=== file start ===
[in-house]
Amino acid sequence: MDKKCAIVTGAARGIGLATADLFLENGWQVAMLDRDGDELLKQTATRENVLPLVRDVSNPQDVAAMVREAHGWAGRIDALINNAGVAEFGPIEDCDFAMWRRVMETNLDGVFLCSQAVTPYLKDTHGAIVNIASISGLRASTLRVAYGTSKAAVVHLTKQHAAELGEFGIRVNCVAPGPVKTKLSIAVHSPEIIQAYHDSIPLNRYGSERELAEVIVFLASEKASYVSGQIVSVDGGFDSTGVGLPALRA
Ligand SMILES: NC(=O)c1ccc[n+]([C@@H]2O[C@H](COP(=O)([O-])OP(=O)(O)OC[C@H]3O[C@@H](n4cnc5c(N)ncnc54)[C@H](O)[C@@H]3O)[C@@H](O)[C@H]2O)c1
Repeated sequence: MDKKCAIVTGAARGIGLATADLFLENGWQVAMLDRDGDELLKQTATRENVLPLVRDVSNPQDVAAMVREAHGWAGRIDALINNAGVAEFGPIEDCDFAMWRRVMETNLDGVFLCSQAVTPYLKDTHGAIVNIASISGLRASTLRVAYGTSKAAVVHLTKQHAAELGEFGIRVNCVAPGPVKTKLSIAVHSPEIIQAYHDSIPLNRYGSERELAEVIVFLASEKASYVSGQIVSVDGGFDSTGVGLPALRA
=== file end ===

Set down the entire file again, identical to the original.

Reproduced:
[in-house]
Amino acid sequence: MDKKCAIVTGAARGIGLATADLFLENGWQVAMLDRDGDELLKQTATRENVLPLVRDVSNPQDVAAMVREAHGWAGRIDALINNAGVAEFGPIEDCDFAMWRRVMETNLDGVFLCSQAVTPYLKDTHGAIVNIASISGLRASTLRVAYGTSKAAVVHLTKQHAAELGEFGIRVNCVAPGPVKTKLSIAVHSPEIIQAYHDSIPLNRYGSERELAEVIVFLASEKASYVSGQIVSVDGGFDSTGVGLPALRA
Ligand SMILES: NC(=O)c1ccc[n+]([C@@H]2O[C@H](COP(=O)([O-])OP(=O)(O)OC[C@H]3O[C@@H](n4cnc5c(N)ncnc54)[C@H](O)[C@@H]3O)[C@@H](O)[C@H]2O)c1
Repeated sequence: MDKKCAIVTGAARGIGLATADLFLENGWQVAMLDRDGDELLKQTATRENVLPLVRDVSNPQDVAAMVREAHGWAGRIDALINNAGVAEFGPIEDCDFAMWRRVMETNLDGVFLCSQAVTPYLKDTHGAIVNIASISGLRASTLRVAYGTSKAAVVHLTKQHAAELGEFGIRVNCVAPGPVKTKLSIAVHSPEIIQAYHDSIPLNRYGSERELAEVIVFLASEKASYVSGQIVSVDGGFDSTGVGLPALRA